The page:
CHICAGO -- If there’s one thing public policy researchers fear, it’s that they’ll share a finding with the potential to oversimplify a complex, wide-ranging issue.
Such has been the case with a recent Brookings Institution blog post — “Is Starting College and Not Finishing Really That Bad?” — by Michael Greenstone and Adam Looney.
It has inspired news coverage topped with headlines such as “Even for dropouts, college pays” and “Dropping out of college isn’t worst-case scenario.”
A more accurate description is: Dropping out isn’t the worst-case scenario under the best of circumstances, but you still want to avoid it if you can.
Looney was concerned by some of the coverage. “Certainly not the message we intended to send and I’ve been trying to get that across to everyone I’ve talked to since the piece was published,” he told me. In our conversation, he spoke about the nearly innumerable factors that go into whether a person who doesn’t complete college can still benefit from partial post-secondary studies.
The data seem clear-cut: Greenstone and Looney found that students who begin two- and four-year colleges but fail to complete a degree have lifetime earnings that are roughly $100,000 higher than those of their peers who ended their education after high school.
This is in comparison to a college graduate with a bachelor’s degree who, over a lifetime of work, would earn over $500,000 more than an individual with just a high school diploma.
“But one big thing to keep in mind is that we’re, of course, looking at the average and there will be better and worse outcomes for individuals,” Looney said. “There are so many factors that determine that.”
If you’re talking about a student whose parents paid for the partial college experience in cash or via a loan, dropping out will obviously leave this student in a better financial position than one who has loans coming due within six months of leaving an accredited program.
But woe to those students who financed their educations with high-interest, high-risk private loans rather than subsidized federal loans — they are in an even worse position to make the most of their unfinished schooling.
This is where first-generation college students are at a profound disadvantage. They are often from lower-income families who are unfamiliar with the ins and outs of labyrinthine college financial aid processes and, as a result, are likelier to take on easier-to-navigate private loans.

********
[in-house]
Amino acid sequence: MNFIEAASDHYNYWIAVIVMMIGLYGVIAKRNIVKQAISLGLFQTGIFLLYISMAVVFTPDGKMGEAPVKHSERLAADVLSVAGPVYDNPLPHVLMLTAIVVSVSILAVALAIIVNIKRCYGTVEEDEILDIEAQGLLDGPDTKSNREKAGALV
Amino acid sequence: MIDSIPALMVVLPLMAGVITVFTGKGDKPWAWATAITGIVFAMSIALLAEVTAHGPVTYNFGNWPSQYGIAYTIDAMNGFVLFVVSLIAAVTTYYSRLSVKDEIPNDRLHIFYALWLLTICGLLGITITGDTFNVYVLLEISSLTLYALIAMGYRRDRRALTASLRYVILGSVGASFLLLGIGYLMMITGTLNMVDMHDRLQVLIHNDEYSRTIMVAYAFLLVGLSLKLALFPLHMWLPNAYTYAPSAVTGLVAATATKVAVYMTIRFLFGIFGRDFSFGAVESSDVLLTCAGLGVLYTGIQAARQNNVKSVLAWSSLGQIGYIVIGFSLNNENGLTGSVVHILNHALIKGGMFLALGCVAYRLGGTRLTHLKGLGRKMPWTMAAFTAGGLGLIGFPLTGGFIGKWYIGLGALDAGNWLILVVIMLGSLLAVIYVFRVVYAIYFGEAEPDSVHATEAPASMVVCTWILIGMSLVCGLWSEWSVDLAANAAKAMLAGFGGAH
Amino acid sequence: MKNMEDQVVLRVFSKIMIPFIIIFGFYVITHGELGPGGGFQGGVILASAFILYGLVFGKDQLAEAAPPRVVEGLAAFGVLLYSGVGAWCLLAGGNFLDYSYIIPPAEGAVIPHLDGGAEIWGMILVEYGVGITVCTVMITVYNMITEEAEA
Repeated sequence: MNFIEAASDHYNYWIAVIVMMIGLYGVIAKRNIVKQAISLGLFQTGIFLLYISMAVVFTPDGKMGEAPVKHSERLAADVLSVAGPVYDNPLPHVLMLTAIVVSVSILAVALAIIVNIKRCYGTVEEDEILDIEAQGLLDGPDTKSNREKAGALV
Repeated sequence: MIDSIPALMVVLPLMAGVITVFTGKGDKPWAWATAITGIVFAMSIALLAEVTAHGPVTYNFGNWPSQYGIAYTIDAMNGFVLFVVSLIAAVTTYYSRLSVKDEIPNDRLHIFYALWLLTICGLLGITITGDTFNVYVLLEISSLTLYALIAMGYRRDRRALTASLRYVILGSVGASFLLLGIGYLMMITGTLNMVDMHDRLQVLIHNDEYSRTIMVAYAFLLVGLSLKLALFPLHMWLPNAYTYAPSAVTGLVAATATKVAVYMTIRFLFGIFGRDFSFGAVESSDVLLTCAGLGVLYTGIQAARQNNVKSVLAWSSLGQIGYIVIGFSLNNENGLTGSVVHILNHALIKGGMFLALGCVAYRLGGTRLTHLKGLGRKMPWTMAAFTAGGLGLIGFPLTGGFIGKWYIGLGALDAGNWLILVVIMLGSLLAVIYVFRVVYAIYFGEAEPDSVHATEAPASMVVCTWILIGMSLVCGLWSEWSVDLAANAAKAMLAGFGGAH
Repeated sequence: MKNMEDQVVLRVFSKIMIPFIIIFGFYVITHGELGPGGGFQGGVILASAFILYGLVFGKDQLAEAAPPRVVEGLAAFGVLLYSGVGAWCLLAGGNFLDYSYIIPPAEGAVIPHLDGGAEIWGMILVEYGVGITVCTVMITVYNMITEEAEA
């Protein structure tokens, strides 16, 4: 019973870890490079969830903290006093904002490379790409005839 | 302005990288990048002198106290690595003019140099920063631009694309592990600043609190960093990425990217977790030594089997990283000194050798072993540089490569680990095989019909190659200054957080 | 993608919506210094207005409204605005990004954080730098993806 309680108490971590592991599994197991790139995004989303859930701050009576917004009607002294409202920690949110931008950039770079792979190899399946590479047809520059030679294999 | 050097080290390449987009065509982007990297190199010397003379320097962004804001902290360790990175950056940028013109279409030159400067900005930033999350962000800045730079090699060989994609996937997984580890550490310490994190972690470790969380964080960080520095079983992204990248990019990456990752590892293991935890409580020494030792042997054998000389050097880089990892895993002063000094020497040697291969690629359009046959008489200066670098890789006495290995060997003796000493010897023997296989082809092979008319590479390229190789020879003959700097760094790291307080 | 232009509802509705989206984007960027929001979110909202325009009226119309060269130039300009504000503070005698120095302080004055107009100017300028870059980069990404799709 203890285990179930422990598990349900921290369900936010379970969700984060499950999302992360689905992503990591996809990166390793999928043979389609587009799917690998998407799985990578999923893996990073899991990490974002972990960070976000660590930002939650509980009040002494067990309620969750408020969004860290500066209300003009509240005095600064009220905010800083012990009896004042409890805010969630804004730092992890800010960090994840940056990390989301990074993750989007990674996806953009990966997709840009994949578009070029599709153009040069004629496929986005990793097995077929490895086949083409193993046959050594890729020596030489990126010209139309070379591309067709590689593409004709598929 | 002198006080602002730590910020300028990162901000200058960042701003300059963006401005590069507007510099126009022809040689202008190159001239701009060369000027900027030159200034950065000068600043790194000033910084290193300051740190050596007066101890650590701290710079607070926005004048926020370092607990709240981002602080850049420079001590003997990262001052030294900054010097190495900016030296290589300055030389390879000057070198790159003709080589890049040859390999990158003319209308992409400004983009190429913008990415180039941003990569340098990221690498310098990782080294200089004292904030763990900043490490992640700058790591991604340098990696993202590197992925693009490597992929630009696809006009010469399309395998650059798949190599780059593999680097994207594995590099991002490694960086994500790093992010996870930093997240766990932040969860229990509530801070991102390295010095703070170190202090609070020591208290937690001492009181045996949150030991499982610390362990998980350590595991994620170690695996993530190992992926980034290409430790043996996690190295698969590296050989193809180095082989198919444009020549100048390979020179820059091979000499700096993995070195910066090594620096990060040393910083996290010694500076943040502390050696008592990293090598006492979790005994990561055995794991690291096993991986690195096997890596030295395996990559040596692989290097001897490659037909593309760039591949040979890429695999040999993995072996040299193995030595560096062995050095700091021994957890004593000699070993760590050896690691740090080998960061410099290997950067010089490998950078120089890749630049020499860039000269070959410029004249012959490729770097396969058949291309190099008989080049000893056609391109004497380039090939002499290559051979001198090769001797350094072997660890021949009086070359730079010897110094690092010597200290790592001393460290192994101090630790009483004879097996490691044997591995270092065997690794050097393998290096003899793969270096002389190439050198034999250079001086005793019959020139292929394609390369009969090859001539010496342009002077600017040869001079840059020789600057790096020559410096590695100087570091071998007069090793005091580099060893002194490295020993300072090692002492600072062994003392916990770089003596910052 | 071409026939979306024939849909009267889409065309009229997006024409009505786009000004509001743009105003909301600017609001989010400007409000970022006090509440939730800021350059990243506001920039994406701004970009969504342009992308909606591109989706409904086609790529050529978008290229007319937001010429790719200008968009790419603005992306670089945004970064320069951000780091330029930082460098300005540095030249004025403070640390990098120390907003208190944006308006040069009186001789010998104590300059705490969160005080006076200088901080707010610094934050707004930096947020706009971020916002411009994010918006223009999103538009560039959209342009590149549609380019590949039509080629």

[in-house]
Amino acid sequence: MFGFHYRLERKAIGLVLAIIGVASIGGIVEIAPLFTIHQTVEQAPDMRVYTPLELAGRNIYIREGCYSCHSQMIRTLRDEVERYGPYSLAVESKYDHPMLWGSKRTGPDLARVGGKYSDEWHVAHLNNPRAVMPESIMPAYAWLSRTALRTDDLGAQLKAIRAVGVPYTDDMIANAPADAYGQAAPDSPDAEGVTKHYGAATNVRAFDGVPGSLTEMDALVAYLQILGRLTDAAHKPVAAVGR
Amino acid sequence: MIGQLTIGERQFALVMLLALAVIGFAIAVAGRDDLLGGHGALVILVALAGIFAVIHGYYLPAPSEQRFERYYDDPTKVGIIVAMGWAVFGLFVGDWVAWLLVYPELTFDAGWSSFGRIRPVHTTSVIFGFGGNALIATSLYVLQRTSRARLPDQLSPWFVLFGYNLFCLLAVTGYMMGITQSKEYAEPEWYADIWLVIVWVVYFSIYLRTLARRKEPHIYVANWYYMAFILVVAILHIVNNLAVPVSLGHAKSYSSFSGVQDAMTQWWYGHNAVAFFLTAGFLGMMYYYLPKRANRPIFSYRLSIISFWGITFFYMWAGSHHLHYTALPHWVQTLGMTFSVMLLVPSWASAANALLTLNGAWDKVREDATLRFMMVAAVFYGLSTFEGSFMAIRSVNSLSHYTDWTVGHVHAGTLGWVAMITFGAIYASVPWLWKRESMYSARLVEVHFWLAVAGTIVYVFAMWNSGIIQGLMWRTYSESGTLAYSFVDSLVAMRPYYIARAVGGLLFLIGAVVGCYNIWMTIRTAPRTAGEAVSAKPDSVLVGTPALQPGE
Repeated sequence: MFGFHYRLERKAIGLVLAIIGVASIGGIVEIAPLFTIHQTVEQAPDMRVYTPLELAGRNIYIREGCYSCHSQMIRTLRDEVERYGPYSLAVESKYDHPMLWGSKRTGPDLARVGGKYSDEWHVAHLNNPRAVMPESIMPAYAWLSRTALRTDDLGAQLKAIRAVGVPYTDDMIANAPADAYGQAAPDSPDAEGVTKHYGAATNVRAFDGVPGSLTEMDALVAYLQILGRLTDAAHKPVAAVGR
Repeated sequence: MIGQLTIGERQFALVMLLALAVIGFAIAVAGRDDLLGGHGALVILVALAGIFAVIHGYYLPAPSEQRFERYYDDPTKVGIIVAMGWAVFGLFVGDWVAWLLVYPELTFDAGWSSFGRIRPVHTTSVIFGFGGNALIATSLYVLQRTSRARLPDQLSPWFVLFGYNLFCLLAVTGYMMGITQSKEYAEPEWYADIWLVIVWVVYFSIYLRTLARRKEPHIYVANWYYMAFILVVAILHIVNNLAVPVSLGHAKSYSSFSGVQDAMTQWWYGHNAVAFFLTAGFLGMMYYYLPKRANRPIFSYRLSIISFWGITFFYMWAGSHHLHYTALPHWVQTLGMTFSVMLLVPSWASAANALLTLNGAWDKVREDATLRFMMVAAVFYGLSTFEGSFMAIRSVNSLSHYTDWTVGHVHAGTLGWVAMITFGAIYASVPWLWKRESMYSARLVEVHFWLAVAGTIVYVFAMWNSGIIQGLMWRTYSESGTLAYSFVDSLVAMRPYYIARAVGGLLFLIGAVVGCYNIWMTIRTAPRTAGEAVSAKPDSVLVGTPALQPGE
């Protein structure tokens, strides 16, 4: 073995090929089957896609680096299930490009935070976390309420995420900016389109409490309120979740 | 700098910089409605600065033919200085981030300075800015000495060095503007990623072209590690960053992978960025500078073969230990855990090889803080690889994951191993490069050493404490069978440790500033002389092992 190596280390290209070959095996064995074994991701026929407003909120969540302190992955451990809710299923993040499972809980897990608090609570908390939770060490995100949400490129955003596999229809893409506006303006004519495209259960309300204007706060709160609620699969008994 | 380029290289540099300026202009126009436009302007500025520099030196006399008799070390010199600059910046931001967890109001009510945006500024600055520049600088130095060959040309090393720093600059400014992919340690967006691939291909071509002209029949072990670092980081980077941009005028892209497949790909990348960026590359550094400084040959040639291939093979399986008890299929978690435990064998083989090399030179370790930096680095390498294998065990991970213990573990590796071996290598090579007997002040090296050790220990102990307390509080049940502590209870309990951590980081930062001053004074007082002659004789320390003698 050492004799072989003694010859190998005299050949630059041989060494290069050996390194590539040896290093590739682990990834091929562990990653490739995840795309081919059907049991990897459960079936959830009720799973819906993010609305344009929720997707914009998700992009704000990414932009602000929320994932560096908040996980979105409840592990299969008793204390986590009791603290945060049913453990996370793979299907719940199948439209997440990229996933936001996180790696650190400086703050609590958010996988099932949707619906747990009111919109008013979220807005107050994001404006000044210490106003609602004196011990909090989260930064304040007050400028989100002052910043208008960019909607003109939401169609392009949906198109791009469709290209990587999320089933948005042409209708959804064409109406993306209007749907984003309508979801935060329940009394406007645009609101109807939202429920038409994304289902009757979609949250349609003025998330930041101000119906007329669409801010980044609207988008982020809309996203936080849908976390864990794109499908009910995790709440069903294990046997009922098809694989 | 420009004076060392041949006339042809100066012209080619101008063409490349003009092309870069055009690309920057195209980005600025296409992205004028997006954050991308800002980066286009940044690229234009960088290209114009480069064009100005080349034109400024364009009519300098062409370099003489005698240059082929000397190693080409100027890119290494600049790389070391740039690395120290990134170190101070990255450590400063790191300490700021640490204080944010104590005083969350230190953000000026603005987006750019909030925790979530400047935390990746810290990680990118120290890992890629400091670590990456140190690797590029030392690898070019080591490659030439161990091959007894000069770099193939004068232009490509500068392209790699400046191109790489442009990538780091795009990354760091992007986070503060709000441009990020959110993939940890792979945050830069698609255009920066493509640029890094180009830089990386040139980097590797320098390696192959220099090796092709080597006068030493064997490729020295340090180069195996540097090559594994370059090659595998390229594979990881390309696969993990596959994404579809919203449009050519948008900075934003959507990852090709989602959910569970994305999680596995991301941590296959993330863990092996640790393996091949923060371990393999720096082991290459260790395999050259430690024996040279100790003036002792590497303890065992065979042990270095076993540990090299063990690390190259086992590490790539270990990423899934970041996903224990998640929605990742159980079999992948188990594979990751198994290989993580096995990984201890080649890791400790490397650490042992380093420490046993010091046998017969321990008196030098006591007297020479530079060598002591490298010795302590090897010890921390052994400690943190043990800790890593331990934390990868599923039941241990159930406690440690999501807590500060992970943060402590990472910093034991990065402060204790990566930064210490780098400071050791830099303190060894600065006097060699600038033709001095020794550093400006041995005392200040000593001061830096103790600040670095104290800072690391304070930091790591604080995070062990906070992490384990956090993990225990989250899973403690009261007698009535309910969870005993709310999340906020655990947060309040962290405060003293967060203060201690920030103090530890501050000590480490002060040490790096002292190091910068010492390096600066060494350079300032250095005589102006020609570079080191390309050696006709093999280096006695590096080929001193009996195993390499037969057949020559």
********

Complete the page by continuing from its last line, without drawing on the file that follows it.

It’s hard to imagine this population of college dropouts having the same likelihood of positive outcomes after walking away from the financial protection that full-time enrollment affords student borrowers. They’re also less likely to start out with social capital in the form of extended family with strong professional networks to ask for help in accessing jobs.
Post-dropout success also depends on the types of courses the student was able to complete, with a premium being on subjects that could directly relate to the types of jobs a student seeks after choosing to move directly into the workforce.
Ultimately, Looney says, the best outcomes for those who drop out of college are dependent on the very same factors as for the success of those who complete their schooling.
“Some 18-year-olds will choose to pursue engineering and beginning, but not completing, such a course of study is going to contribute to very different outcomes than if they’d pursued something like — as an exaggerated example — finger-painting,” Looney says.
“Whether those students have excelled academically and are ready to show up for class every day ready to work hard will make all the difference. Lastly, finding the right school and the right program — things such as whether the school is public, private or for-profit — will make a huge difference.
“Ultimately, with this study we provided a very abstract view of college and potential outcomes. There’s a lot to be gained from college — if you’re academically prepared, interested in a field of study and a program with a good reputation, the evidence says now is a good time to pursue that and the risk isn’t that bad.”
That’s a lot of “ifs.” Enough to warrant serious soul-searching about whether our society’s rush to prod every student toward college — irrespective of their abilities or resources — is truly worth the risk.
Follow Esther Cepeda on Twitter, @estherjcepeda.